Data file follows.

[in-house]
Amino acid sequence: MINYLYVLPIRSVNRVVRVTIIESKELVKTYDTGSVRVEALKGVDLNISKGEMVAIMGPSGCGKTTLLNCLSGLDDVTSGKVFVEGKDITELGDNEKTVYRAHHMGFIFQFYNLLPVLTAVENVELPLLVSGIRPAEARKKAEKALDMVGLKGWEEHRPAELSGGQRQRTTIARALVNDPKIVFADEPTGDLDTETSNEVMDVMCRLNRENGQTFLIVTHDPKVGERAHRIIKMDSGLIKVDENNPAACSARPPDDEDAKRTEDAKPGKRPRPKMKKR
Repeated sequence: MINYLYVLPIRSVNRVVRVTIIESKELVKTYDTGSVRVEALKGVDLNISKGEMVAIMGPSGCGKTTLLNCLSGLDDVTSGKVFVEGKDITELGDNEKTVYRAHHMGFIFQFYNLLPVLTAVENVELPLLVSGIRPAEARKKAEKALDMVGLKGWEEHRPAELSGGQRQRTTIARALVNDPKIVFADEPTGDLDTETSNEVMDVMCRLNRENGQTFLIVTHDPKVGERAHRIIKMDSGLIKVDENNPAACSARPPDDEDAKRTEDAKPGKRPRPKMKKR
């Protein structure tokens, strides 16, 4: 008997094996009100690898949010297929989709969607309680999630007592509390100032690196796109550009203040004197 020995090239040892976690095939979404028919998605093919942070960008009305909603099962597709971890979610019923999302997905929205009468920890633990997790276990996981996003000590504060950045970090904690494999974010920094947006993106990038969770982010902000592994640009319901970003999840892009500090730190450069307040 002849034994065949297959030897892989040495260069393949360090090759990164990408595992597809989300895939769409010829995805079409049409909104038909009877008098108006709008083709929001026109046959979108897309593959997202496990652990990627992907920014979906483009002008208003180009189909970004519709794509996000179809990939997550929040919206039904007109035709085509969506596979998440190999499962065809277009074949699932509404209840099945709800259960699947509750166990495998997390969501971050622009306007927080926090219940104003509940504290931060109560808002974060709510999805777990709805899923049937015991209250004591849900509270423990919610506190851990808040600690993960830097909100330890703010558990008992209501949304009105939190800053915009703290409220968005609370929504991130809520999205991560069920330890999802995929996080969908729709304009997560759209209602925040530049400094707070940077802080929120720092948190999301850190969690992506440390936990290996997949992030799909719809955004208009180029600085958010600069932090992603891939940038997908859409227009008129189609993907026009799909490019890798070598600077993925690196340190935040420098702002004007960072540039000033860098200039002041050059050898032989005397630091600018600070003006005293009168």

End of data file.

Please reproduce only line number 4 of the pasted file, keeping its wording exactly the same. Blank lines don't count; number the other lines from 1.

């Protein structure tokens, strides 16, 4: 008997094996009100690898949010297929989709969607309680999630007592509390100032690196796109550009203040004197 020995090239040892976690095939979404028919998605093919942070960008009305909603099962597709971890979610019923999302997905929205009468920890633990997790276990996981996003000590504060950045970090904690494999974010920094947006993106990038969770982010902000592994640009319901970003999840892009500090730190450069307040 002849034994065949297959030897892989040495260069393949360090090759990164990408595992597809989300895939769409010829995805079409049409909104038909009877008098108006709008083709929001026109046959979108897309593959997202496990652990990627992907920014979906483009002008208003180009189909970004519709794509996000179809990939997550929040919206039904007109035709085509969506596979998440190999499962065809277009074949699932509404209840099945709800259960699947509750166990495998997390969501971050622009306007927080926090219940104003509940504290931060109560808002974060709510999805777990709805899923049937015991209250004591849900509270423990919610506190851990808040600690993960830097909100330890703010558990008992209501949304009105939190800053915009703290409220968005609370929504991130809520999205991560069920330890999802995929996080969908729709304009997560759209209602925040530049400094707070940077802080929120720092948190999301850190969690992506440390936990290996997949992030799909719809955004208009180029600085958010600069932090992603891939940038997908859409227009008129189609993907026009799909490019890798070598600077993925690196340190935040420098702002004007960072540039000033860098200039002041050059050898032989005397630091600018600070003006005293009168």